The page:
Henri Matisse: The Cut Outs @ Tate Modern

“Never repeat the David Hockney at RA” is Hubbie’s & my mantra we recite to each other when a major art exhibition hits the town. As you have probably guessed it from our mantra, we missed the Hockney’s retrospective show at the Royal Academy in 2012. Every time I expressed my desire for the show, Hubbie kept on putting it off by saying ‘Let’s wait until the show becomes less popular’. A few months passed as such and when we finally agreed to visit, it was already a final week and no ticket was available. Gah!! We learnt our lesson and vowed never to miss another show willy-nilly.

So when Nicholas Serota, director of the Tate galleries, announced that the next major exhibition following their immensely successful Paul Klee retrospective would be featuring Henri Matisse, we were determined not to miss the boat!

The Sunday during Easter Bank Holiday was a wet one…

20140505-163722.jpg

Turbine Hall was filled with a ripple of excited chats by visitors who were free from umbrellas and macs…

20140505-163810.jpg

Matisse’s The Cut Outs was our primary objective, however, we had an even more urgent desire to fulfil… LUNCH!
A queue in front of the ground floor cafe was too long for my empty stomach which was nearly keeling over. Therefore we made a beeline for the lift and climbed up to a top floor restaurant.

A view of St.Paul’s from the window of the restaurant heaving with lunchtime diners…

20140505-163945.jpg

We were literally the last people to have lunch there for the day! A couple queuing right behind us was told by a receptionist that the kitchen was closed for lunch and therefore they could offer afternoon tea menu only. I hope we weren’t looking too smug then.

Yayoi Kusama’s art graced the wall of the dining room…

20140505-164104.jpg

Yippee, my fish & chips!!

20140505-164150.jpg

I highly recommend the fish & chips at the Tate. Either at their ground floor cafe or top floor restaurant, it is seriously good. The batter is crispy outside and fluffy inside but non-greasy while the fish was moist and succulent.
Since knowing this fish & chips was the last one out of the kitchen, it tasted even better.

With our stomachs comfortably lined, we headed to the gallery on the second floor…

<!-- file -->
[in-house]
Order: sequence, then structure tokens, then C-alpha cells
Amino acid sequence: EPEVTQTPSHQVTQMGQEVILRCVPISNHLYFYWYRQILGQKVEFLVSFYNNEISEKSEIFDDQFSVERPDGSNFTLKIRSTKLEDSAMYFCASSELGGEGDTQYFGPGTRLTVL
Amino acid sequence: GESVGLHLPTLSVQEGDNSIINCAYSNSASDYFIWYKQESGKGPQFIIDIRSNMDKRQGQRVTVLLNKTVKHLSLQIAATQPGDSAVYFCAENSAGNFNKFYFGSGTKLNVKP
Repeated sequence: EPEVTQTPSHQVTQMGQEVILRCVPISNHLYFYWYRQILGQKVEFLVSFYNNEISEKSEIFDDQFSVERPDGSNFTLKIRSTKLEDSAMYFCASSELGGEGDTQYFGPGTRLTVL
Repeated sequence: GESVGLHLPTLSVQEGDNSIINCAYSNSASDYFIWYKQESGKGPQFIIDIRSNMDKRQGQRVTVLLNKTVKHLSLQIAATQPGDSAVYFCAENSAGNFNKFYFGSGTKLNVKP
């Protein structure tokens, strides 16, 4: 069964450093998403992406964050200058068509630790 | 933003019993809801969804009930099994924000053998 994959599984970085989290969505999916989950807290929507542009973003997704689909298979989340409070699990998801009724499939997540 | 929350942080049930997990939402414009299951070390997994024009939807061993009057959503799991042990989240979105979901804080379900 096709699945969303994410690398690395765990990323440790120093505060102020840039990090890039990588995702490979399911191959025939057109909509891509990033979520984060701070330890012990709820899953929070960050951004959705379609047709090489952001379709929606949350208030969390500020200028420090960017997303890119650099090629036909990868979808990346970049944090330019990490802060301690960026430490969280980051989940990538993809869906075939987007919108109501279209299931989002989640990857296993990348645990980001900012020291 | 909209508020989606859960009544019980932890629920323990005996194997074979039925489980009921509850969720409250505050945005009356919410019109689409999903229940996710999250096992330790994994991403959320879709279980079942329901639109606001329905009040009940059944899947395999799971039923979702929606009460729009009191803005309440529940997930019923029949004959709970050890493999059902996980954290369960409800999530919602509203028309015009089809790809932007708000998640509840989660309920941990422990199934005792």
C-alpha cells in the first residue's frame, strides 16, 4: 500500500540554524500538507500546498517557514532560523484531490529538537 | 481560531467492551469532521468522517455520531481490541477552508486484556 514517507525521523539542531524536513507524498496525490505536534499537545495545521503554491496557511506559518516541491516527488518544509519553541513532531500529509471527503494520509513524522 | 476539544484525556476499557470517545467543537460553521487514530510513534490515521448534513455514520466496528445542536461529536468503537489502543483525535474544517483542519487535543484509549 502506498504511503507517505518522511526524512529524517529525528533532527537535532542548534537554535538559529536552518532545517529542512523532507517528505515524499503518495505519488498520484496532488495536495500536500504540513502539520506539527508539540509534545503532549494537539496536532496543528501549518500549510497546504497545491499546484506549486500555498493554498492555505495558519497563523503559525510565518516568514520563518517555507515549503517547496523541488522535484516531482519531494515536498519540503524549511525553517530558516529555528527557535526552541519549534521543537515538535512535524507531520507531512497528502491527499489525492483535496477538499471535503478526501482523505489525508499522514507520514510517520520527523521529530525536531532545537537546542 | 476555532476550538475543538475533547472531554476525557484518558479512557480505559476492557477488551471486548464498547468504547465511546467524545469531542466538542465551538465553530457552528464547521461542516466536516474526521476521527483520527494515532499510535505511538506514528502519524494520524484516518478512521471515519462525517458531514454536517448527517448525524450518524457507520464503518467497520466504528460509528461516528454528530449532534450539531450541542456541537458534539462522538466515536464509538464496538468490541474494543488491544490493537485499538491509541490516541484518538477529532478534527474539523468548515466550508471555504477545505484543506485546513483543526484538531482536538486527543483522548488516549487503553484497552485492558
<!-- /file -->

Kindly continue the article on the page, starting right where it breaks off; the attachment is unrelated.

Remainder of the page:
20140505-164635.jpg

The exhibition was not as packed as we feared. Most of the works on display were large and therefore they were even better to be viewed from the distance. We hired audio guides and sauntered around the galleries, feasting our eyes on Matisse’s colourful creations.

After Matisse, we also viewed Richard Hamilton’s retrospective show too…

20140505-164725.jpg

I could see how a certain YBA artist inspired by his work. However, it was a little too similar and I found it rather disturbing.

We also admired works by Dan Flavin…

20140505-164819.jpg

I saw his collection when I visited Chinati Foundation in Marfa, Texas. One of his installations was displayed in the town, utilising an unoccupied shop space. It was a strangely alluring sight that coloured fluorescent tubes in pink, blue, green and yellow were shimmering and the light was bleeding out from the window and onto ordinary everyday surroundings of the American suburb.

We were a little tired so moved on to the members room for tea & cake….

20140505-164944.jpg

I had a raspberry macaroon and a pot of Darjeeling….

20140505-165038.jpg

Tate Modern’s new extension under construction…

20140505-165129.jpg

Hubbie and I speculated how this Herzog de Meuron’s addition would turn out to be in 2016. Hubbie was a little concerned about the slanted walls, reasoning it wouldn’t be great for hanging arts. I am sure there must be a plenty more of vertical walls in this massive extension.

Broken lines on their concrete structure…

20140505-165330.jpg

Are they for hanging wall claddings?